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The Government of Ghana has begun the process of setting up a gas feedstock industrial estate in the Western Region of the country.


In addition, Ghana is poised to manage and invest her oil revenues in viable ventures and will not dreary do with her oil, as it has been done with gold, which has been exported in its raw form over the years.


President Nana Addo Dankwa Akufo-Addo stated this when he delivered a speech at the London Business School’s Africa Summit on the theme:  “Scaling for impact – the important role of industrialization” on Saturday


President Akufo-Addo said Ghana’s oil presented the country with a perfect fortuity to transform the structure of her economy through industrialization and value-added commercial activities.


He said Ghana’s petro-chemicals would be converted into hundreds of industrial and consumer products—plastics, paints, rubber, fertilizers, detergents, dyes, textiles, solvents and, hopefully, bitumen for road construction—all made in Ghana.


The President said he believed firmly that the country could also produce preservatives used in canned foods from petroleum, with the synthetic by-product from petroleum that would serve as raw material for the manufacturing of different types of garments and footwear in the country.


President Akufo-Addo said Ghana could not lose out on pursuing her industrialization agenda, as added value of her primary products could create the necessary numbers of good-paying jobs that would enhance the living standards of the Ghanaian people.


“Raw material producing economies do not create prosperity for the masses. The way to that goal, the goal of ensuring access to prosperity, is value addition activities in a transformed and a diversified modern economy, with a modernized agriculture. In other words, the industrial development of our economy, which takes on board the aid of digital technology,” he emphasized.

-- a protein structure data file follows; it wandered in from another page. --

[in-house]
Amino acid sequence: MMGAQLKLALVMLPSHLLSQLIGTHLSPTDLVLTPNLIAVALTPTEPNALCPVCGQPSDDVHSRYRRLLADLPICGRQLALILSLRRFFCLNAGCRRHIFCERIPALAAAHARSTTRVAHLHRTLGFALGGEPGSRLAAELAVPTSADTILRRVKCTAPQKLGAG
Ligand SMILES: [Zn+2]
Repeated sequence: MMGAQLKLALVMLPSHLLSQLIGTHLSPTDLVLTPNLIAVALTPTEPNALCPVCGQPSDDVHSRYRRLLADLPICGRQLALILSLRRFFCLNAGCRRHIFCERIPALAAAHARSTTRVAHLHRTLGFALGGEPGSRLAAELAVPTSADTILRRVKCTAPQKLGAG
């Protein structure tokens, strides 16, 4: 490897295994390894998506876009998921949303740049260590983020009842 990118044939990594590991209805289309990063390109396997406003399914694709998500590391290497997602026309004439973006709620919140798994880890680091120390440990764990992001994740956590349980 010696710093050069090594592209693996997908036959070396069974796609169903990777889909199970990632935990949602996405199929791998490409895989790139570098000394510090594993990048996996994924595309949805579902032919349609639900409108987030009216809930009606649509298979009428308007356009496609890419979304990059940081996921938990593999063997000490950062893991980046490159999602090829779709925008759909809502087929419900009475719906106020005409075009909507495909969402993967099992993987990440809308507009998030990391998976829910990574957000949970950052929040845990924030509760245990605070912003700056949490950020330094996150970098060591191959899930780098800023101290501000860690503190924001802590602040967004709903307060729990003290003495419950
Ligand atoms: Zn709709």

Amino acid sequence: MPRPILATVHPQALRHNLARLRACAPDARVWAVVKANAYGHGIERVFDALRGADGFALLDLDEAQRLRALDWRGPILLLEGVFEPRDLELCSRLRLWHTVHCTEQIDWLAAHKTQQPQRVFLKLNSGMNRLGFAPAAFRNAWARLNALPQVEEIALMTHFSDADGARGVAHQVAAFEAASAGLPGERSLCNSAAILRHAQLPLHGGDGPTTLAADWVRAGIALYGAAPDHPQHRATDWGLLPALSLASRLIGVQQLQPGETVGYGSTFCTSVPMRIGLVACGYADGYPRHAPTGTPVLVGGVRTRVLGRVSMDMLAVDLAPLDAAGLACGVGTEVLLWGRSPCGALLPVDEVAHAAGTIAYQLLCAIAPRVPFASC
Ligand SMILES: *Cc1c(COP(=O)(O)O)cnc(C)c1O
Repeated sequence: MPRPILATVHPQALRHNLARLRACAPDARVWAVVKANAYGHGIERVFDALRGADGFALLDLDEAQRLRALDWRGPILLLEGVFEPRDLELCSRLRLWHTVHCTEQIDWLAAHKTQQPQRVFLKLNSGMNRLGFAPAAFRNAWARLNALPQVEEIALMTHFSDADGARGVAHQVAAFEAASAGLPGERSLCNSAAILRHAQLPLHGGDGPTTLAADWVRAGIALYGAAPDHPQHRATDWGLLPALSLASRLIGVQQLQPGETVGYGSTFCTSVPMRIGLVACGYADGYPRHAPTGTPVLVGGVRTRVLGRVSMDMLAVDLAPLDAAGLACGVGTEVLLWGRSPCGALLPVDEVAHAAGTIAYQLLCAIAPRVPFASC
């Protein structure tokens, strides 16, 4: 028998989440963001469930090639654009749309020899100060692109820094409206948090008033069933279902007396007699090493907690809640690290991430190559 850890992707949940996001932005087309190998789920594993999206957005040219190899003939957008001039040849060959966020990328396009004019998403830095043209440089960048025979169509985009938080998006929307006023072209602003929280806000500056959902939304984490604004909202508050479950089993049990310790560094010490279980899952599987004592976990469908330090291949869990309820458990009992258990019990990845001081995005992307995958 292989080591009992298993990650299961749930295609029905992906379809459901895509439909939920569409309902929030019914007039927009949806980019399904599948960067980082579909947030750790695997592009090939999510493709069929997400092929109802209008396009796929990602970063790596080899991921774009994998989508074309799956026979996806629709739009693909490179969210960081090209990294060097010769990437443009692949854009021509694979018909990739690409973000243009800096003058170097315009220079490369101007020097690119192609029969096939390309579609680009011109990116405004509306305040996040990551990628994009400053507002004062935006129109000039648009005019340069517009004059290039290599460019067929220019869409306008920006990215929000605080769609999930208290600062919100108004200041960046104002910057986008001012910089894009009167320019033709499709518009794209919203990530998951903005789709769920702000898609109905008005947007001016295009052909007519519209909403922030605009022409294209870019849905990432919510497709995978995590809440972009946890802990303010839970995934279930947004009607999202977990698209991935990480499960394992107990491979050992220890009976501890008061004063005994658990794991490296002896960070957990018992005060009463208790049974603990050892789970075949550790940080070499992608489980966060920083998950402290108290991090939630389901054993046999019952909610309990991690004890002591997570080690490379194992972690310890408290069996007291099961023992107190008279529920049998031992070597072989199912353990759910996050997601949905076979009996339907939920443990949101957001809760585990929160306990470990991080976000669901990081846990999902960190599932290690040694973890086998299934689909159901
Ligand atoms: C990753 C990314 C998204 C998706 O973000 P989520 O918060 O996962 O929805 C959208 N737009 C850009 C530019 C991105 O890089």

Importance of Education

Industrialization, the President indicated, could only be successful with a workforce that was equipped and skilled, and could compete effectively on the global market.


President Akufo-Addo insisted that any country that had transformed herself into modern productive player in the global marketplace had gotten her educational policies right and that countries that had made rapid progress around the world had put education at the heart of their development.


Citing the United States of America’s transitioning to publicly-funded high school education in the mid-19th century, he said the experiment paid off and America set herself up for 20th century success, creating a workforce fitted for rapid economic development, which had inspired the emergence of the most powerful economy so far known to human history.


He mentioned nations like Singapore, Malaysia and Korea, which began their lives as independent states at the same time as Ghana, as having also emulated a similar model and following Japan’s example with great economic success.


He told the audience that through the policy of Free Senior High School (SHS) education introduced in September 2017, 90,000 more students had gained access to SHS in 2017 than they did in 2016.


He said Ghana’s economy could be transformed and unemployment reduced, when attention was paid to technical and vocational training since that was where the skills needed for a modern economy could be developed.


Ghana, with her talents and energy, President Akufo-Addo said, had the opportunity to become a regional centre for light manufacturing for a market of some 350 million people in the ECOWAS Community, projected to reach 500 million by 2030, and turn into an economic powerhouse in West Africa, generating full employment for her teeming youth by weaving together the country’s numerous natural resources, like food produce, bauxite, iron ore, oil and gas.



Source: ISD (Rex Mainoo Yeboah)